“I was not privy to it before it was actually signed. But my understanding is, for the [Navy secretary] it was part of a deliberate process to start the dialogue for building the next [Program Objective Memorandum] … in starting that dialogue he does point out that it is not a decision,” Wolfe testified.
“It’s a hell of a way to start a dialogue, to call for the canceling,” Turner replied.
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Pentagon Leaders Not Consulted On Acting SecNav’s
Memo To Scrap Sea-Launched Cruise Missile
(June 10, 2021) — The top officials at the Pentagon told lawmakers Thursday they were not consulted on a memo from the acting Navy secretary that advised stopping development of a nuclear-tipped sea-launched cruise missile (SLCM).
Defense Secretary Lloyd Austin and Army Gen. Mark Milley, the joint chiefs chairman, told the Senate Armed Services Committee that no such decision has been finalized and that any potential adjustment would be informed by the administration’s upcoming nuclear posture review.
“I’m not familiar with the memo nor was I consulted, but as soon as we’re done here I’ll go find that memo and get consulted,” Milley said, with Austin adding that he has also not seen the memo.
Reports this week detailed a memo from Thomas Harker, the acting Navy secretary, sent to the undersecretary of the Navy, the commandant of the Marine Corps, the chief of naval operations, the service’s general counsel, and its chief information office that called for defunding SLCM as part of the service’s next five-year planning guidance (Defense Daily, June 8).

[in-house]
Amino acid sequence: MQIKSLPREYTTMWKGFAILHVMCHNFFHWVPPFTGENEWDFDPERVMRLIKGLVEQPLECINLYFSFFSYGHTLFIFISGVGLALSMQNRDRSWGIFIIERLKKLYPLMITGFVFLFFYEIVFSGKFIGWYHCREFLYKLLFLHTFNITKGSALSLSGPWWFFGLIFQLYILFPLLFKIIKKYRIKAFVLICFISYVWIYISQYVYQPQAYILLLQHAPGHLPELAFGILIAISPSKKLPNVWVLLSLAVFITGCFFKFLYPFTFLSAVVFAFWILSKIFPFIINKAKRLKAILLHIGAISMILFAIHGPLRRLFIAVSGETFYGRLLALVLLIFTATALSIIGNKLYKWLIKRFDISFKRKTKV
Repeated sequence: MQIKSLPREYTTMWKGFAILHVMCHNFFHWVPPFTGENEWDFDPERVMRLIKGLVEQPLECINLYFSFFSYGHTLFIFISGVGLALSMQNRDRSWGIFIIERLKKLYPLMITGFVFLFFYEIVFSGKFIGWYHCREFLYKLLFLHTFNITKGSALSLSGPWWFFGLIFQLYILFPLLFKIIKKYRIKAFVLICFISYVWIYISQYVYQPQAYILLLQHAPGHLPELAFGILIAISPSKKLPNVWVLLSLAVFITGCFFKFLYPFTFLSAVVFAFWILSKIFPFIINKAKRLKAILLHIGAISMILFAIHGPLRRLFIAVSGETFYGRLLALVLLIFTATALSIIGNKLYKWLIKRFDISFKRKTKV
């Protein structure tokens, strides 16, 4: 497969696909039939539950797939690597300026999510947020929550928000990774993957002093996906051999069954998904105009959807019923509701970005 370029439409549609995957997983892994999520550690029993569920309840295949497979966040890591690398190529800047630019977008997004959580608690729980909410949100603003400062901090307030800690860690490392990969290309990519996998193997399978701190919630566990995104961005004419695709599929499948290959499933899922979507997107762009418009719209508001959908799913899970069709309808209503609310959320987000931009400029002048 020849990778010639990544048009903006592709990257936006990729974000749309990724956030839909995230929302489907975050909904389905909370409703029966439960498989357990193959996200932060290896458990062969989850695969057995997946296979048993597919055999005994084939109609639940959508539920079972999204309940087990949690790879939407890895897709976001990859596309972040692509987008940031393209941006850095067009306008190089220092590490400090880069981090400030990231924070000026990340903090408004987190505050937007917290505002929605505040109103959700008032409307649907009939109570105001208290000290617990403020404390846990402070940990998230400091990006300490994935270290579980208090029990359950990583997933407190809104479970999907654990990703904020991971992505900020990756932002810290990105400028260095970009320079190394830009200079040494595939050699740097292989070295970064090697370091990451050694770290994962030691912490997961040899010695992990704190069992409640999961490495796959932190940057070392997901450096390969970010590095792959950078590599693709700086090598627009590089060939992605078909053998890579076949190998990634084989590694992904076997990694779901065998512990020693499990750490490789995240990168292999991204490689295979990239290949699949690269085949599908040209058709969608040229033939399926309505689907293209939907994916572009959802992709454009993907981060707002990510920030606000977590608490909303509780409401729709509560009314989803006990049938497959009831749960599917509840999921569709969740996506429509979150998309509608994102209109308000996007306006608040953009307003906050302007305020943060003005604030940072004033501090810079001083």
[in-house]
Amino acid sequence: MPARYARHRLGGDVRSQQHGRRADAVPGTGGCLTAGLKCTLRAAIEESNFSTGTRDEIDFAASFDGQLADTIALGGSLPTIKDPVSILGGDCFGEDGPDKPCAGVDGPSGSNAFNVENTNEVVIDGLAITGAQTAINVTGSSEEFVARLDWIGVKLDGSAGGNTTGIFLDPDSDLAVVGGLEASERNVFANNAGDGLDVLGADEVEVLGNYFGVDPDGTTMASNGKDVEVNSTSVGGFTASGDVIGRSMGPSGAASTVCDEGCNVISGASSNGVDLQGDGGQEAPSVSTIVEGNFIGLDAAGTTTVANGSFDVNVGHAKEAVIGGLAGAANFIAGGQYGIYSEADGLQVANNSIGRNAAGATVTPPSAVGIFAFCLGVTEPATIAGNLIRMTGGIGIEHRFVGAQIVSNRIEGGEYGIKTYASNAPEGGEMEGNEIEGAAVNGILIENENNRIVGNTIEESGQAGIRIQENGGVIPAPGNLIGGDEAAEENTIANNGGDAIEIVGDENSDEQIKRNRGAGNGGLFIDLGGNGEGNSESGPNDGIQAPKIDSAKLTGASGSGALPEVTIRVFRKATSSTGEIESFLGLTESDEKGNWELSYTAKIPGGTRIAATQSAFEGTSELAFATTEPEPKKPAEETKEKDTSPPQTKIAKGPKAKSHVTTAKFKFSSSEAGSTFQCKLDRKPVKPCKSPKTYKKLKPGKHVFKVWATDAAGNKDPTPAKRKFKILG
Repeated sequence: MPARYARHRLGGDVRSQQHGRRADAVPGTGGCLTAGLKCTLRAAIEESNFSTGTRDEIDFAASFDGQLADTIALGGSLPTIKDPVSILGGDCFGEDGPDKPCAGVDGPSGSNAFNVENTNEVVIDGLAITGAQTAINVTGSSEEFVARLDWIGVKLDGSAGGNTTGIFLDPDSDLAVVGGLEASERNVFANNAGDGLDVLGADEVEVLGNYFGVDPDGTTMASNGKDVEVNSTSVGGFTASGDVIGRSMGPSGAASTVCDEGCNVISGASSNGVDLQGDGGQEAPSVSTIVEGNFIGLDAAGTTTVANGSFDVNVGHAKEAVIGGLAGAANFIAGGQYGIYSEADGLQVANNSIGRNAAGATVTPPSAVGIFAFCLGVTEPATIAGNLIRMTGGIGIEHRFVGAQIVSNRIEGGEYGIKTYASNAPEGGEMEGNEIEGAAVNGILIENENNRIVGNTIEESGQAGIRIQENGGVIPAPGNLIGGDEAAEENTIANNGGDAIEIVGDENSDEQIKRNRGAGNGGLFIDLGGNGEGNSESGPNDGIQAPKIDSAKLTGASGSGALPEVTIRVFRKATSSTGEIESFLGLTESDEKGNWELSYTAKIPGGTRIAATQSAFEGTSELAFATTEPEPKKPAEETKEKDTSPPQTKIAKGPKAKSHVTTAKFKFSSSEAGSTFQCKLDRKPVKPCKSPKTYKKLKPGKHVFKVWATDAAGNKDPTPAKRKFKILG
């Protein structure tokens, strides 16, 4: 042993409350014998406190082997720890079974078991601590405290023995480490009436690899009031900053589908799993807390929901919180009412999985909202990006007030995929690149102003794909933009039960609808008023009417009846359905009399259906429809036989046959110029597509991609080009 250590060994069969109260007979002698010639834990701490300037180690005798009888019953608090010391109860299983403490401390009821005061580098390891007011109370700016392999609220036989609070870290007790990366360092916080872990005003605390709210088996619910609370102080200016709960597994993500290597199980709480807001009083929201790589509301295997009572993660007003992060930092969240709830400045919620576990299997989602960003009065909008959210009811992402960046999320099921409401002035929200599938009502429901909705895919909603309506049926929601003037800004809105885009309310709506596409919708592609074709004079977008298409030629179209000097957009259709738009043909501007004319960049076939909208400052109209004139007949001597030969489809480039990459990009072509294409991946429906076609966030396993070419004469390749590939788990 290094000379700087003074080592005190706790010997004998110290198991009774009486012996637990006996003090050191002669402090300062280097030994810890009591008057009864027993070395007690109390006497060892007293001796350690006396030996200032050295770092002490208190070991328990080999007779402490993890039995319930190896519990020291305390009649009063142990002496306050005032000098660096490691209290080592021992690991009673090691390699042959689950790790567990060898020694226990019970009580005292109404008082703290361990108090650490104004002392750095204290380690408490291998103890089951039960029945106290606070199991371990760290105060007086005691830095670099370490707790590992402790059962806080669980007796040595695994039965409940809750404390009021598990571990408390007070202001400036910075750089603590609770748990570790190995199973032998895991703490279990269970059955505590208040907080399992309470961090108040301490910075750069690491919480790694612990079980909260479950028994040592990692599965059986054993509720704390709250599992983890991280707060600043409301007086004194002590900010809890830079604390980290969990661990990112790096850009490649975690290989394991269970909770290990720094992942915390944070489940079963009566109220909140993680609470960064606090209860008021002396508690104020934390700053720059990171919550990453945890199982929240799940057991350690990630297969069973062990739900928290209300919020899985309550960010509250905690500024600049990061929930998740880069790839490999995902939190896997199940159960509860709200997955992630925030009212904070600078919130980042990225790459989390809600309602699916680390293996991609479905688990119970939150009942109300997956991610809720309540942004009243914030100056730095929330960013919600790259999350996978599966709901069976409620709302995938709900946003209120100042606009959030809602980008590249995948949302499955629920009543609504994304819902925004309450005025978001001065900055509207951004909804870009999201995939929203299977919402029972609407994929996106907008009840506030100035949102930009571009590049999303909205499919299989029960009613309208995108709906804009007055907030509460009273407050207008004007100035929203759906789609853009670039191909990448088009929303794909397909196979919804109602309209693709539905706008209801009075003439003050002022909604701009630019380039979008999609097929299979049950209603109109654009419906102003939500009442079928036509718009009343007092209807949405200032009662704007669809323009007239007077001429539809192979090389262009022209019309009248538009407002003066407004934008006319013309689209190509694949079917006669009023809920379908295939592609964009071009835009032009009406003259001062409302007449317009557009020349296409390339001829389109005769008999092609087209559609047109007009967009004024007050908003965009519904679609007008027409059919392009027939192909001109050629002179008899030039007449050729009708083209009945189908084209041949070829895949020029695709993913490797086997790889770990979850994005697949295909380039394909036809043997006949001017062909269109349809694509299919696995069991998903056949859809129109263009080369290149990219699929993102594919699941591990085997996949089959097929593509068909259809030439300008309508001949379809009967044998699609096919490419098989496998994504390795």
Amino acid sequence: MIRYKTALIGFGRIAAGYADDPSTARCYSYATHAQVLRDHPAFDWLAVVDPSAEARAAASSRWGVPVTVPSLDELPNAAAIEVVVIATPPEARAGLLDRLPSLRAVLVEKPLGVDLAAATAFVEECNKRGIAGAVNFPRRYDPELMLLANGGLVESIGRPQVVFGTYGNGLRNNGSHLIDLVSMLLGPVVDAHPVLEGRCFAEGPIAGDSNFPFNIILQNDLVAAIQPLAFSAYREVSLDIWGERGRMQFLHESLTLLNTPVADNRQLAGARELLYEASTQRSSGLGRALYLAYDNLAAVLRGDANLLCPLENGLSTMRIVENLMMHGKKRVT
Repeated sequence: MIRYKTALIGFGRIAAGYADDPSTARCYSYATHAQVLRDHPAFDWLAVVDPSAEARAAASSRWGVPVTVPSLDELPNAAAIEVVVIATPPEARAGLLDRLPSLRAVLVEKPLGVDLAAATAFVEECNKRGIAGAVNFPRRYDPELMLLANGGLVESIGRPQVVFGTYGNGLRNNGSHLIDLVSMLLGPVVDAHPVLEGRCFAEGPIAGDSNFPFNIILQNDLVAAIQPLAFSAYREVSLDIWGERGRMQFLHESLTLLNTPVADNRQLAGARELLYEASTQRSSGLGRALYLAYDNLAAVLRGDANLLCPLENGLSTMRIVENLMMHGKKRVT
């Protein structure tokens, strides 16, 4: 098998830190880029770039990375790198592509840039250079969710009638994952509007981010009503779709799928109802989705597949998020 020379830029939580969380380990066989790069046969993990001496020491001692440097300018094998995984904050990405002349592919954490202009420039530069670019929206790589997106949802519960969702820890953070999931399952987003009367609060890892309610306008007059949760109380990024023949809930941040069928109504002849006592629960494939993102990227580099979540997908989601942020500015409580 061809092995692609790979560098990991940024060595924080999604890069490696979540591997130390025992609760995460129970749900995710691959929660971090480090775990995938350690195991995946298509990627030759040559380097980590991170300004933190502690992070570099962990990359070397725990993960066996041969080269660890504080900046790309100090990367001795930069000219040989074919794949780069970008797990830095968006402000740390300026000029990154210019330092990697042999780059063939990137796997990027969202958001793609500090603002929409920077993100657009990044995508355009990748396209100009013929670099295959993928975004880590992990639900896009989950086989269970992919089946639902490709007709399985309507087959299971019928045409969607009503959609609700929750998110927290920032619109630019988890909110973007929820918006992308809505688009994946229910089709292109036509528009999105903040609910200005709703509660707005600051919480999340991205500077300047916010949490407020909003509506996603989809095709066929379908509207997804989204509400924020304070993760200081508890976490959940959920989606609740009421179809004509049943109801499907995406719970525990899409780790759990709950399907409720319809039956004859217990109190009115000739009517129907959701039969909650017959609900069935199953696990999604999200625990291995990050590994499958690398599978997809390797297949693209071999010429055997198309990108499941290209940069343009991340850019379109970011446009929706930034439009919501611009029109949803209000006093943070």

Sen. Deb Fischer (R-Neb.) pressed Austin and Milley on the memo and cited concerns that such a policy decision would be made by an official serving in an acting capacity.
“This memo was signed June 4, that’s just one week after the Department of Defense submitted a budget request that asked for $5 million to continue to study that [SLCM] concept and NNSA requested $10 million to conduct its own assessment,” Fischer said. I find it very concerning that an acting service secretary, who hasn’t been confirmed by the Senate, is making a decision like this, outside of any review process without analysis or input from OSD policy, from nuclear matters, the joint chiefs or STRATCOM and without taking to other agencies or having, it seems, any discussions with our allies.”